Many visually impaired people are advised by professionals and friends to “get out there and make friends” to end their isolation. Of course this is desirable, but it is never going to be straightforward. Attending classes for example, poses its own set of obstacles. Unless the premises and equipment are accessible, the visually impaired person is at an automatic disadvantage which means that right from the start they will be separated from the main group. It can take a long time for a visually impaired person to feel established in a group and to make a contribution comfortably. For many, the easiest thing is to stay at home.
But visually impaired people do have some distinct advantages in social settings. These often lie in the subtle details such as what perfume/aftershave someone is wearing, defining laughs or coughs etc. Unless there are medical complications, with practise it is possible to sharpen your memory and pay closer attention to detail. Visually impaired people are often more susceptible to atmosphere, and more astute at detecting other people’s emotions. Sometimes not having visual stimulus can fine-tune your intuition. Although you may not be able to tell precisely who is in the room and who passes by, you will probably remember who says what and at what point.
Obvious as it may seem, many awkward social situations could be avoided or diffused by simple verbal communication. Most visually impaired people would not object to being asked if they need help. It’s a simple yes or no answer, and far more preferable to being stranded at the side of a busy road or in the middle of a room.
Guide dogs are adept at warding off gremlins, as I know from first-hand experience. The gremlin who inhabits my flat is often at his most peevish in the early hours of the morning. Trudy, whose criminal alias is The Hereford Hoover, is instantly awake the minute he pokes my eye to wake me up. She bounces out of her wicker basket which is adjacent to my bed, grabs one of my slippers and whacks the gremlin out of my day. It always works.
Even on the most drab and melancholy Monday mornings I can’t help chuckling at the gusto of my Guide dog. I usually attempt to get back to sleep, but the wagging rudder thumps incessantly to remind me that I owe her one for chasing away the gremlin. Once my arm is out of bed rolling up her Labrador ears into long tubes, sleep loses its appeal. So at the point when Trudy’s warm, wet tongue slides over my hand I invariably get up. Trudy is all fur and tail. She wraps her paws round my feet, sprinting off as I grope around for the slipper which is nearly always still in her mouth. I daren’t invoke the gremlin by checking the time – but it’s usually around 6 am by this point. I’m still half-dazed, only just aware of a hot-breathing hound baiting me with my own slipper. She pretends to lose interest, but each time I draw near she hares off again with her stolen booty. After much hiding and seeking, pleading and grumbling, I finally reclaim my slipper – damp and crumpled after its encounter with a Labrador.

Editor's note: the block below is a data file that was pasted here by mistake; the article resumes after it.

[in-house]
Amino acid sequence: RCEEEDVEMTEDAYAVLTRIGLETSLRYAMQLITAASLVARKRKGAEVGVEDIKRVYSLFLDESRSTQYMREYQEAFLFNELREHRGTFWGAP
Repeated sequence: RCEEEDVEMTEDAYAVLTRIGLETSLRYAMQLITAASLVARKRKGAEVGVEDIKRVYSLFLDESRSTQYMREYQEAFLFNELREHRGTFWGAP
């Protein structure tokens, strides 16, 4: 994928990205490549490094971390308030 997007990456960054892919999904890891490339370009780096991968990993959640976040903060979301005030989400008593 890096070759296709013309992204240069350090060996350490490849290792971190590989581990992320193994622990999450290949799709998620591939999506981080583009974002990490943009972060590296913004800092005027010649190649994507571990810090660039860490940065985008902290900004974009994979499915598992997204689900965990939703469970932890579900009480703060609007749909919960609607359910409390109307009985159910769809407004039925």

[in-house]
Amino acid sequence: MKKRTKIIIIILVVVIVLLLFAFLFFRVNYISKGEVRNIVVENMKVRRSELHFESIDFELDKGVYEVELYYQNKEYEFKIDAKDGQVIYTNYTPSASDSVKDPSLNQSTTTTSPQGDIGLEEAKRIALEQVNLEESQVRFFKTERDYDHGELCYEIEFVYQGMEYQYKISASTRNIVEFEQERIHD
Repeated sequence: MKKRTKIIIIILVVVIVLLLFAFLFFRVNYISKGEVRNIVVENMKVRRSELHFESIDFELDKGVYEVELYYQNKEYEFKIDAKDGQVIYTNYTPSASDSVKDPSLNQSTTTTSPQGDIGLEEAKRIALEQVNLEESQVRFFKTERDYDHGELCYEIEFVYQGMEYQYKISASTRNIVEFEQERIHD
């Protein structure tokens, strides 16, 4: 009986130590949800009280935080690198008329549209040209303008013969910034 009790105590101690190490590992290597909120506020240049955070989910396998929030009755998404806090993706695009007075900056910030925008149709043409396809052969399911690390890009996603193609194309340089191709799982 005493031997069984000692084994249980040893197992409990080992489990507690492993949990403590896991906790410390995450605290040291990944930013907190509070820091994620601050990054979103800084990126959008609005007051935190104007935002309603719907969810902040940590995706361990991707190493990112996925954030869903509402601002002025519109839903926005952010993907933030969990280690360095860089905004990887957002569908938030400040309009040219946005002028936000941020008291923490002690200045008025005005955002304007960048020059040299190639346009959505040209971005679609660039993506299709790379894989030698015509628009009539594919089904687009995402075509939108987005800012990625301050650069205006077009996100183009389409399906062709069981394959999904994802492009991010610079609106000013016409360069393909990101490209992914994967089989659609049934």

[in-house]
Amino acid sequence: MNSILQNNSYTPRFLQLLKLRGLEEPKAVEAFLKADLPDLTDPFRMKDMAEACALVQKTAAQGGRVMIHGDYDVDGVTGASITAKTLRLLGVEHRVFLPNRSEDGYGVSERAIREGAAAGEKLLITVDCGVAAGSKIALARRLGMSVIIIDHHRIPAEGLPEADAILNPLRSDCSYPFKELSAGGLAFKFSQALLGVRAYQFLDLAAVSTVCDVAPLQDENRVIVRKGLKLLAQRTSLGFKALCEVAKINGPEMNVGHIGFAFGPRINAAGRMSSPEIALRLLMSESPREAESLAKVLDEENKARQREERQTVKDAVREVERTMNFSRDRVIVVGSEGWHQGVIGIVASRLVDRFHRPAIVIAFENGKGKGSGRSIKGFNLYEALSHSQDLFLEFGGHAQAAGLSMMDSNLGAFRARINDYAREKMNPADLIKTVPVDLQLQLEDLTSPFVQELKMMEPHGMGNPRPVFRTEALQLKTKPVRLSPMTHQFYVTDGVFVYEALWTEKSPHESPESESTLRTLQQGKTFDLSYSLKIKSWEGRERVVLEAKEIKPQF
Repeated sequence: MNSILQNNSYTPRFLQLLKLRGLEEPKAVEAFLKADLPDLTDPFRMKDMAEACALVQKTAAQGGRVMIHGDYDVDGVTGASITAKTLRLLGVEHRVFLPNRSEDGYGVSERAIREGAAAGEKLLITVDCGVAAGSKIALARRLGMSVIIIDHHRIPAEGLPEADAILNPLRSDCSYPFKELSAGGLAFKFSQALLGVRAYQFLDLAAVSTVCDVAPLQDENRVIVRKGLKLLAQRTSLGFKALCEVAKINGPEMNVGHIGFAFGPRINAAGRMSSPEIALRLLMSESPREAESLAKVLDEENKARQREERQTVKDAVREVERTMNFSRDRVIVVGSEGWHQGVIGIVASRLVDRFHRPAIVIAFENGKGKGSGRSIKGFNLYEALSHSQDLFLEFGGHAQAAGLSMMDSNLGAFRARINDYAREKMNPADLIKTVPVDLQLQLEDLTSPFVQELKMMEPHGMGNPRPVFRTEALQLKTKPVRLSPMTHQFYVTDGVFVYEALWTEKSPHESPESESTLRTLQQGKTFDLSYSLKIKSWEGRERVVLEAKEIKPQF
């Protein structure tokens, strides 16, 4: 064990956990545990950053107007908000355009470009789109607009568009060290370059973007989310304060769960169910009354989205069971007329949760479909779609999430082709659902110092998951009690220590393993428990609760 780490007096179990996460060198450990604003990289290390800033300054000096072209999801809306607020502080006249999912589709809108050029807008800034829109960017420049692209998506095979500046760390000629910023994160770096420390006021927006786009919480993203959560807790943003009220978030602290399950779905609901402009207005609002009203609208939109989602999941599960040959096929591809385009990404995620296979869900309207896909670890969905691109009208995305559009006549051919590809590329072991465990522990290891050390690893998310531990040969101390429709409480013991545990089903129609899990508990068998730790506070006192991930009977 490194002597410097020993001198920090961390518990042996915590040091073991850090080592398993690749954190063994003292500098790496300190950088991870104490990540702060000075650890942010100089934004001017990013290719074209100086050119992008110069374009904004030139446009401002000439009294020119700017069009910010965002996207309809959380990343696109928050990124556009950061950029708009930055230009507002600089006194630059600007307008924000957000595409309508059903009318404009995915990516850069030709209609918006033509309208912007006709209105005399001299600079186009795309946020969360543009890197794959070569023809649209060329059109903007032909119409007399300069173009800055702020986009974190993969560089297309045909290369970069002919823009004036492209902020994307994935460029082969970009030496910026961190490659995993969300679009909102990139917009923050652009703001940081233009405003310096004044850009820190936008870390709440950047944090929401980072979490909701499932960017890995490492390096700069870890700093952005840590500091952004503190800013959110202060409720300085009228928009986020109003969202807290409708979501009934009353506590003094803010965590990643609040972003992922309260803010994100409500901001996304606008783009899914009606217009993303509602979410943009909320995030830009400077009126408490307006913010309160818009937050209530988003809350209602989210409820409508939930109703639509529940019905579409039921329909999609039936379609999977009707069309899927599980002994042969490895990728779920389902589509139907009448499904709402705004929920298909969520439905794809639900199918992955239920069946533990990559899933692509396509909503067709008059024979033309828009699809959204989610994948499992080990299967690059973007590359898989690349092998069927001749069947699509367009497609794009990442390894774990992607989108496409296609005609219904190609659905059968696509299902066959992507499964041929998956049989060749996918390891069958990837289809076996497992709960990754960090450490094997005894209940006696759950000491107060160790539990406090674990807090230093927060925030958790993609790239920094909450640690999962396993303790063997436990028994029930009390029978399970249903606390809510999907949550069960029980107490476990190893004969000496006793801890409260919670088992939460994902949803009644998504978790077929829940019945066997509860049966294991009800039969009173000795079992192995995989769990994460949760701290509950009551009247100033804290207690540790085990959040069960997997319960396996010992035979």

Fighting gremlins probably isn’t in Trudy’s job description, yet she is an expert. She seems to sense when the insidious creature is lurking round the corner ready to ruin a morning or afternoon. Up goes her tail, beating rapidly to ward off the malevolent spirit. The climax of the ritual involves a complicated war-dance with Trudy wielding one of her toys above her head. Her current favourite is a massive pink turtle called Myrtle. Trudy won Myrtle at the Guide dog of the Year Awards and Myrtle is thankfully still intact with all her limbs attached. Whenever the gremlin is about to steal my smile, Trudy grabs Myrtle and flies towards me snorting and panting. Even if I’m not up for a tug of war game, Trudy charging towards me with Myrtle hanging out of her mouth is guaranteed to make me laugh Laughter is toxic to gremlins so my unwanted guest vanishes instantly. One of Myrtle’s bonus features is that her tummy makes rude noises when it’s held in a certain way. This feature has proved invaluable in the war against gremlins.
You may be wondering about these gremlins. I suspect there are many types and breeds skulking about in worldwide dwellings. But the character who sneaks around in my flat is particularly destructive. He tips over milk bottles, pokes me when I’m about to nod off in a chair, and sets off the smoke alarm when I’m really really hungry and just want a piece of toast….! He pervades my mind and needles under my skin if he’s not dealt with in time. Trudy will not tolerate him. If he slips a morsel of despair into my lunch box she will take it out and replace it with a chewed sock. I wouldn’t say it tastes much better, but it’s the thought that counts. Chewed socks, stolen receipts, the entire contents of my bag – they are all brought in dribs and drabs to cheer me up. One of the things I love about Labradors is that they never arrive on the scene empty-handed. Even though Trudy’s presents are usually recycled socks, scraps of paper or stolen items from my laundry basket they are still presents from her to me. The generosity of Labradors is unbeatable, and gremlins scarper at the sight of it.